Creationist sites were abuzz today over a recent paper in Nature. For example, Fazale of "Reasons To Believe" wrote this:
During the opening day’s plenary session, biologist Darrel Falk, president of the BioLogos Foundation, presented a case for evolutionary creationism (formerly known as theistic evolution). Specifically, Dr. Falk argued that humans and chimpanzees must have evolved from a common ancestor because of the Alu sequences found in human and chimpanzee genomes…
Some mRNA molecules possess Alu sequences near one of the molecule’s ends. These Alu sequences can pair with Alu sequences in lncRNAs to form a duplex with the two RNA molecules. This duplex is targeted by a protein called STAU1, which binds to RNA duplexes and destroys them. As a consequence of this destruction, protein production is kept in balance.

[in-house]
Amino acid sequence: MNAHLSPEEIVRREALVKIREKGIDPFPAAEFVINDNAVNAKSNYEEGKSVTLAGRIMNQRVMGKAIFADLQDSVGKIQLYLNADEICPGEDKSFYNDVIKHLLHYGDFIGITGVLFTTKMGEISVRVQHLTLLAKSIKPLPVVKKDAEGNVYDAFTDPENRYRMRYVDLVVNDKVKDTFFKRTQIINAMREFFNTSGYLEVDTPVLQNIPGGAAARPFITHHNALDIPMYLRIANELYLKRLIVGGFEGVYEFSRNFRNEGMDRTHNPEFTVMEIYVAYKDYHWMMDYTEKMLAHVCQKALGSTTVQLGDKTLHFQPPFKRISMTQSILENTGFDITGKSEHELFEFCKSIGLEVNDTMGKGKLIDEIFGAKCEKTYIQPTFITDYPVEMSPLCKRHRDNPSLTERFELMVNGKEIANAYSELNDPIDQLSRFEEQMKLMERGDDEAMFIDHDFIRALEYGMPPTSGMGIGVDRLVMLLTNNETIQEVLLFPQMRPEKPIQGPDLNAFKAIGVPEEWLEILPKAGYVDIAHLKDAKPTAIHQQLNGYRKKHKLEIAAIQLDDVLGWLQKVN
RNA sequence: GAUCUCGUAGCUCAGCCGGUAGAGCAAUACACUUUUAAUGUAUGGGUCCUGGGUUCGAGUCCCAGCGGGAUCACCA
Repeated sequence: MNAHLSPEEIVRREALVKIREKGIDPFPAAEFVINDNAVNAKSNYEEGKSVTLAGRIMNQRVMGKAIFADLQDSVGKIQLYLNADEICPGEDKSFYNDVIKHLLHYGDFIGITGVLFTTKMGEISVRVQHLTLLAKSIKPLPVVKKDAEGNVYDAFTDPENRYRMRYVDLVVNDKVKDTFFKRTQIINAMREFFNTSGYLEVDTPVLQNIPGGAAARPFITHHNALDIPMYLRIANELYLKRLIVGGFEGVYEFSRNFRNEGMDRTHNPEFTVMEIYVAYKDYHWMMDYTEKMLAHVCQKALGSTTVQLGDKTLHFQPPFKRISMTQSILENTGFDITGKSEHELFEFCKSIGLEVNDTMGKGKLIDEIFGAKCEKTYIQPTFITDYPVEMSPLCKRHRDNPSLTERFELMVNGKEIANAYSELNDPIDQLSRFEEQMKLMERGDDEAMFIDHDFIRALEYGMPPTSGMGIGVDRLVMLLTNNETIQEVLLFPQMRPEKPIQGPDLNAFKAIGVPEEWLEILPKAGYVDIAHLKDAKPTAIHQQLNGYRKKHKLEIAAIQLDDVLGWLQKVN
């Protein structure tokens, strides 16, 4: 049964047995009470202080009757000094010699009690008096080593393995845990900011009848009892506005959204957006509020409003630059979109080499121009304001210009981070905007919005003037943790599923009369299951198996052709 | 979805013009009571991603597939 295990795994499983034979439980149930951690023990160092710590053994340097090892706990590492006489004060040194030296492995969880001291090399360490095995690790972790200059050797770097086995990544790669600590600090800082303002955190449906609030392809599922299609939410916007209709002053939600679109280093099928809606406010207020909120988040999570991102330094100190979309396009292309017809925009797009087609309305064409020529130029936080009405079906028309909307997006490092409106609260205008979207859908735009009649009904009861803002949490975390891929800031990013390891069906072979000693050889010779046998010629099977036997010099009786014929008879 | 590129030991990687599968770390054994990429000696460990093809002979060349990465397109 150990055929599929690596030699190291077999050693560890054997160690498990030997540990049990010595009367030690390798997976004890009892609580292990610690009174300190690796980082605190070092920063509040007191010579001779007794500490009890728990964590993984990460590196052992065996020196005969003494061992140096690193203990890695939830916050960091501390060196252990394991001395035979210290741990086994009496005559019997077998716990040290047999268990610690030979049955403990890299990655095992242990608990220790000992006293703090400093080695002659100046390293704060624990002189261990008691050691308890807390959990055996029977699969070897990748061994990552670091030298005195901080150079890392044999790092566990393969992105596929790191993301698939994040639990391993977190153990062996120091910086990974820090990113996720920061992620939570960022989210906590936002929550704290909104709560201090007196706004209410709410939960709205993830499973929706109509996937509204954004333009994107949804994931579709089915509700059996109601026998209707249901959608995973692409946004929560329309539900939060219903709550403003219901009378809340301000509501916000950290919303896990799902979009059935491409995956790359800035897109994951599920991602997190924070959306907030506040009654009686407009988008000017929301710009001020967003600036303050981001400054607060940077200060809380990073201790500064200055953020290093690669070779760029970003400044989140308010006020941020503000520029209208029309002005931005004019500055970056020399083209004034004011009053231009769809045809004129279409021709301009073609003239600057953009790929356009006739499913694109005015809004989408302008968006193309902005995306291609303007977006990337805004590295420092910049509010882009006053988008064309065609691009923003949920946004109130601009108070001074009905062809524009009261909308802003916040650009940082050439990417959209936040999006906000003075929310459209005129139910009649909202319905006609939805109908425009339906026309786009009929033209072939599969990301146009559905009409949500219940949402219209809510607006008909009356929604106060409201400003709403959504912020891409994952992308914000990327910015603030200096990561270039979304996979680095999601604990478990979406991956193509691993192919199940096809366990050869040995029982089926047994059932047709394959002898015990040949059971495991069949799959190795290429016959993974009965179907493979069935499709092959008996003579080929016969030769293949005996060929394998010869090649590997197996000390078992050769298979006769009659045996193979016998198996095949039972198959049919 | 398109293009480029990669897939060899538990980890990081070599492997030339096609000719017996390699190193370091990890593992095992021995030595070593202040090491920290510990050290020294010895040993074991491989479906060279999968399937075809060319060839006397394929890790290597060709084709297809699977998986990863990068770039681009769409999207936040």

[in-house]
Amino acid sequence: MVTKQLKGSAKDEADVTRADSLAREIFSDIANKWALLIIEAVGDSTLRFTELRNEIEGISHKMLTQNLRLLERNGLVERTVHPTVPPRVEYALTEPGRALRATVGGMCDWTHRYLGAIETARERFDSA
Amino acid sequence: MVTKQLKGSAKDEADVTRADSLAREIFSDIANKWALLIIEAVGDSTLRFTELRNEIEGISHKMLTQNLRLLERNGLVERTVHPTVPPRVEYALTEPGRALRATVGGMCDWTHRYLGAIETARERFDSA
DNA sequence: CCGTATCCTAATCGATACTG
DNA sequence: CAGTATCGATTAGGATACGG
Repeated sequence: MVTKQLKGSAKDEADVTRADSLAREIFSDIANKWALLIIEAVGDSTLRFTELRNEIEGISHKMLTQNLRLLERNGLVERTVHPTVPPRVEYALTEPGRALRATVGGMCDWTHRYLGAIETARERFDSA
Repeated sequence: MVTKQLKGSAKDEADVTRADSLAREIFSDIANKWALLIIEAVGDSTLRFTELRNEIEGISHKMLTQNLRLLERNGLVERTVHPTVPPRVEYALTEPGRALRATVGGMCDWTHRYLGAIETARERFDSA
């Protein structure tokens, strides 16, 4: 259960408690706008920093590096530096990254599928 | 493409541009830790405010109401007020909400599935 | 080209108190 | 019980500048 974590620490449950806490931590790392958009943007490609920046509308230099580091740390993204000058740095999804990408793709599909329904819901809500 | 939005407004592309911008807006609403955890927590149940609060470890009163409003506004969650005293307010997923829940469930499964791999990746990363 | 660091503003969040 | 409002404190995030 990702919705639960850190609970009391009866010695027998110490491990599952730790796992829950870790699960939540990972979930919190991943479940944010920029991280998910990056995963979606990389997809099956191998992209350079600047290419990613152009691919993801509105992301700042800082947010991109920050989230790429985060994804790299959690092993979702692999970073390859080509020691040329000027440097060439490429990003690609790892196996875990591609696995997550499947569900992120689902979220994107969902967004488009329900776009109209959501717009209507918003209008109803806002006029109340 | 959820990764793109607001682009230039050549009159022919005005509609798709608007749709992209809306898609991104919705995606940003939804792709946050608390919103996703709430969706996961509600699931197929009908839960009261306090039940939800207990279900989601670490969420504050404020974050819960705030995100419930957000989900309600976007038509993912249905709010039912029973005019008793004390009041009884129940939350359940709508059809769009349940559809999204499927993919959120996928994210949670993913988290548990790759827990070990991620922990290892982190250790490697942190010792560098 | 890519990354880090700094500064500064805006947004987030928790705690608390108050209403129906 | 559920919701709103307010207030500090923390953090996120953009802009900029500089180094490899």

Discoveries like this one undermine the case for common descent and human evolution made by evolutionary creationists like Falk.
I honestly don't see the connection. Forgetting for the moment that STAU1 doesn't actually do the destruction, how does this account for the differences? Evolution has occurred since humans and chimps (and other primates) diverged, which actually does explain those differences.